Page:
Perhaps it’s just the circles I’m running in these days, mainly the blogging circles – you all should know by now that I don’t get out much, but there seems to be an true desire for Advent emerging. Folk are investigating old traditions and forging ahead with new ones. They’re taking a stand against the holiday creep, asking grandma for old recipes and taking a good, long looking at just what they’re celebrating. It’s not just Christians too, anyone celebrating a winter holiday from Kwanzaa to Solstice and everything in between seems to be desiring their own Advent – a slow season of peace, patience and meaning.
When I was teenager I often wondered if I’d living to see the day when our ever-expanding world would start to shrink back. I wondered when folks would get tired of always reaching for more and realize that they were ignore what was right in front of them. As you can imagine my fellow sixteen year-olds thought I was quite strange, but I’m glad that it was not long after I started college that world threw it’s collective hands in the air and began to say “I’ve had enough.” It started with the hand-made revolution and didn’t let up steam as it collected more adherents who added value back to old ideas of domesticity and community. Of course, for a while it was a fringe movement, but now thanks to the advent (no pun intended) of large blogging communities and the ever vigilant Pinterest it is easy to these mentality start to sneak in the backdoor of a more mainstream society. The sixteen year old in me is quite proud of herself.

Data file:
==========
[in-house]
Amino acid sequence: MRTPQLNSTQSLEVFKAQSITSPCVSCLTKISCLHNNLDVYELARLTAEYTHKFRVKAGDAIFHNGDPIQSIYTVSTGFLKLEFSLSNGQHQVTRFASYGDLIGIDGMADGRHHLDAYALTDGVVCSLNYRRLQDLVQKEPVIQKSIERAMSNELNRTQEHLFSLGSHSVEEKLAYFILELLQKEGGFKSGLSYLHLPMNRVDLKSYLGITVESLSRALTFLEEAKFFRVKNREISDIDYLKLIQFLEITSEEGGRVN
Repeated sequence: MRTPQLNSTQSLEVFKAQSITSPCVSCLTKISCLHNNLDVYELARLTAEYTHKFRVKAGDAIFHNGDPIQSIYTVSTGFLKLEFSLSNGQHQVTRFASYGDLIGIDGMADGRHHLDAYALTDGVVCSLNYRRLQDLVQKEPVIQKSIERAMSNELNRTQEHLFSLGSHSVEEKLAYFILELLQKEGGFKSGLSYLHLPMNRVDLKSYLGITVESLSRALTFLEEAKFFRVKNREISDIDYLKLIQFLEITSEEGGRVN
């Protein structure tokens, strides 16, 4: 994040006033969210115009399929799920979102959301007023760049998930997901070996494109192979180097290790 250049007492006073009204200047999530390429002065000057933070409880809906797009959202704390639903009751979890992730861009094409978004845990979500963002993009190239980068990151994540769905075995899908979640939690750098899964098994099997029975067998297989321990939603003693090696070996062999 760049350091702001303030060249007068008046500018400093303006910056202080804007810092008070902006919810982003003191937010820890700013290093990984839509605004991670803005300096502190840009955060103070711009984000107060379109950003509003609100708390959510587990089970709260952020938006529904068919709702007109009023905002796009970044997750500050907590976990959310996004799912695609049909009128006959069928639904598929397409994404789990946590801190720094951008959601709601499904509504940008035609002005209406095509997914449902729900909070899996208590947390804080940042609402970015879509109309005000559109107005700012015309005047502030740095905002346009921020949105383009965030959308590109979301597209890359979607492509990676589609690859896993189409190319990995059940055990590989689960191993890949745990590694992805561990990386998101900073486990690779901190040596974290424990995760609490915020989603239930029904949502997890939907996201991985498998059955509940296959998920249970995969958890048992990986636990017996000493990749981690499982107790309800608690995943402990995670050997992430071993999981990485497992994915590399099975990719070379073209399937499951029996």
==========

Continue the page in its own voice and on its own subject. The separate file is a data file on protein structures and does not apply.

Our world flies at a mile a minute and we’re starting to get motion sickness. It is not so much a desire to hang on to the days of yore – very few of us want to vacuum around the flocked Christmas tree in heels and pearls and fewer still truly want to revert to Dickensian Christmas (unless all the poor orphans are cute and sing and dance in unison). We don’t want the big photo-shopped picture, but we do want the feeling. We want to savor the tastes and smells of the season without such things being bland or tainted with the smell of gasoline. We want to truly put our feet up and bask in the lights of our trees without knowing that we need to be everywhere in about two minutes. We want to get to Christmas and actually be excited that it is Christmas, and not relieved that the whole ordeal is almost over.
The first Sunday in Advent is traditionally known as “Stir up Sunday”. This is because the first words of the collect for the day are
We are three Catholic bloggers who love to observe the liturgical year to deepen our families’ faith and build up the domestic church. We would love to hear about your family’s celebrations and traditions! Please join us in “redeeming the time” in this Year of Faith by sharing your posts about feast days, liturgical seasons, etc. in this new linkup. We are starting at the beginning of the Liturgical Year: The Season of Advent!
Some topics we would be excited to read about during the Advent and Christmas seasons are (but not limited to!):
Today’s Link-up is being hosted by the wonderful Haley @ Carrots For Michaelmas. Please be sure to visit Haley and the amazing mother/daughter duo Dualing Moms to see what they have to say about the beginning of their holiday season!
This link up will be up until midnight on December 6th.
There will be a new link up open the following Monday, December 10th, and we will highlight some of our favorite links from the previous week in the new post, and on a Little HolyDays Pinterestboard.
For the three of us, this link up is a way in which we plan on exploring and deepening our Catholic faith, but we would really love to hear from bloggers of all denominations and practices.
We welcome you to share your own feasts, festivals, and celebrations that fall within each week of December.
As moderators of this link up, we will reserve the right to remove any offensive or off-topic posts as we see fit, in order to maintain a positive and understanding atmosphere.